The Issues Crystallize

The Naval Bill

The Empire's Naval Strategy

In 1902 the Admiralty supported the idea of a centralized imperial navy that could strike the enemy wherever he might be. This view ran counter to earlier plans in which the priority had been to defend Canada and in doing so defend the Empire. Canada was looking more and more seriously at the plan for a naval reserve to support the British forces. Other colonies chose to vote credits which Britain would use for maintaining the vessels assigned to their defence. In either case, there was opposition to the idea of a centralized imperial navy run by London. In 1904, when the Militia Act was under review, the Canadian government drafted a Naval Militia Bill that never got beyond that stage. 52 Meanwhile, the Alaska boundary negotiations ended to Canada's detriment, in large part because it lacked a presence in the disputed area.

Why was a Naval Militia Bill not brought forward at that crucial moment? A number of reasons could be cited. The government had the Dundonald affair on its hands, and influential ministers, including Clifford Sifton, were arguing that the settlement of the west should take precedence over the fisheries protection force. The department of militia and defence, which questioned the usefulness of defending the Great Lakes, advocated the status quo on the coastal issue. Total control of Canada's maritime defence would involve significant costs at a time when the takeover of Esquimalt and Halifax, pushing the defence budget up by 40 percent, had already been announced. 53 Finally, this issue, which seemed capable of winning a consensus, aroused the nationalist and imperialist passions that had just clashed over South Africa.

However, the department of marine and fisheries did acquire two small, British-built patrol vessels on the torpedo-boat model. In 1905 one of them, Canada, took part in military exercises with the British squadron deployed to Bermuda.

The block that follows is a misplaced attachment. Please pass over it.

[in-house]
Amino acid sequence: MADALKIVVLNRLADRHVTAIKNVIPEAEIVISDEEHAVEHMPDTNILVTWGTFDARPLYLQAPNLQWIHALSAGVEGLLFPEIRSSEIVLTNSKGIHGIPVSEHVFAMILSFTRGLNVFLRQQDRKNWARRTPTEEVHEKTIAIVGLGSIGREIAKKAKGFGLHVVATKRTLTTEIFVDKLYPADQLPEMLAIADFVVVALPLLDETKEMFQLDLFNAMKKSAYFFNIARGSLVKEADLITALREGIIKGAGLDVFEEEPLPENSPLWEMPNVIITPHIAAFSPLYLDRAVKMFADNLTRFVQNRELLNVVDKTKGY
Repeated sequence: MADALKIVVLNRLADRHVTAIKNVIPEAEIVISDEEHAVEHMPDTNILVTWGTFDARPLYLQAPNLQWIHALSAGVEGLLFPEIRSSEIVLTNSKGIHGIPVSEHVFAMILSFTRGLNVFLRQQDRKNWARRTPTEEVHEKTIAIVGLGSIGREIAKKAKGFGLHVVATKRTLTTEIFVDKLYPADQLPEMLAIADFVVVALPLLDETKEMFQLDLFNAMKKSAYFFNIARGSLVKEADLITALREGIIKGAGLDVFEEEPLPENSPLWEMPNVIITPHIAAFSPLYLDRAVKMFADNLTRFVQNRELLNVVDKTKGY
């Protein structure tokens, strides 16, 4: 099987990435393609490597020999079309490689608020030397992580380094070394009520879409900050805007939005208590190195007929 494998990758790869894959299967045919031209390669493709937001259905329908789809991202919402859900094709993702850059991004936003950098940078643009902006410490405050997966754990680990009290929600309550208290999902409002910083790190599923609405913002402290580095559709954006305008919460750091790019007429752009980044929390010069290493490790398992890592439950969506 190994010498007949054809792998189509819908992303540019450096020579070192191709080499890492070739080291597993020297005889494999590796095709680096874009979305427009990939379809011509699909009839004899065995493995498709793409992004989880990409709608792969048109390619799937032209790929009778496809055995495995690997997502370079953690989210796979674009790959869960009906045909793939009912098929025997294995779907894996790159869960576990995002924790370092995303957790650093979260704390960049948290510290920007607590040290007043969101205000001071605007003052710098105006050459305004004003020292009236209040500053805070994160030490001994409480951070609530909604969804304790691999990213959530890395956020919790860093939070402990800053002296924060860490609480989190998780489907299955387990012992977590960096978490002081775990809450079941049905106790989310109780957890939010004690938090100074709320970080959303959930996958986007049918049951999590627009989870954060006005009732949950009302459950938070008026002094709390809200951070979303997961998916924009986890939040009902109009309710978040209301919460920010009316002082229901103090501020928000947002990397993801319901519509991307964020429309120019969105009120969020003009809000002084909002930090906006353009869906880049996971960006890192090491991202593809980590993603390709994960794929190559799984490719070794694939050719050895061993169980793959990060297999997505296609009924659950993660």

At the Colonial Conference of April-May 1907 the Admiralty softened its position on the "single navy" idea. Though prepared to accept a degree of colonial participation, it still insisted on retaining total control. During this conference, Canada, once again accused of not putting enough muscle into naval defence, drew up a long indictment summarizing its contribution to Britain's total military effort in North America since 1871. Among the initiatives it wanted credit for were the takeover of land defence and the Halifax and Esquimalt bases, along with the fisheries patrols beginning in 1885. After these exchanges, the British admitted that Canada had contributed substantially to British naval affairs.

In 1907, though it was decided to make some repairs to the vessel Canada, naval defence was still not foremost among the country's concerns. That December, however, the U.S. fleet made a world tour, one purpose of which was to impress Japan, a British ally. Even from afar, Canada again felt threatened, so that in 1908 it reviewed its naval defence position. L.P Brodeur, the minister of marine and fisheries, headed the review, the report of which was available early in the new year. With his own deputy minister and marine commander taking early retirement and U.S.-Japan tensions ebbing, Brodeur named Georges Desbarats to the position of deputy minister. Rear Admiral Charles E. Kingsmill, a Canadian who had served in the Royal Navy, was made available to his native country as of 15 May 1908. To the informed observer, this surprising appointment came as an indication that after many false starts Canada's naval militia might well, finally, come to pass. What made it even more likely was the fact that 1908 saw a grand celebration, with French and British warships present, to mark the 300th anniversary of the founding of the city of Quebec.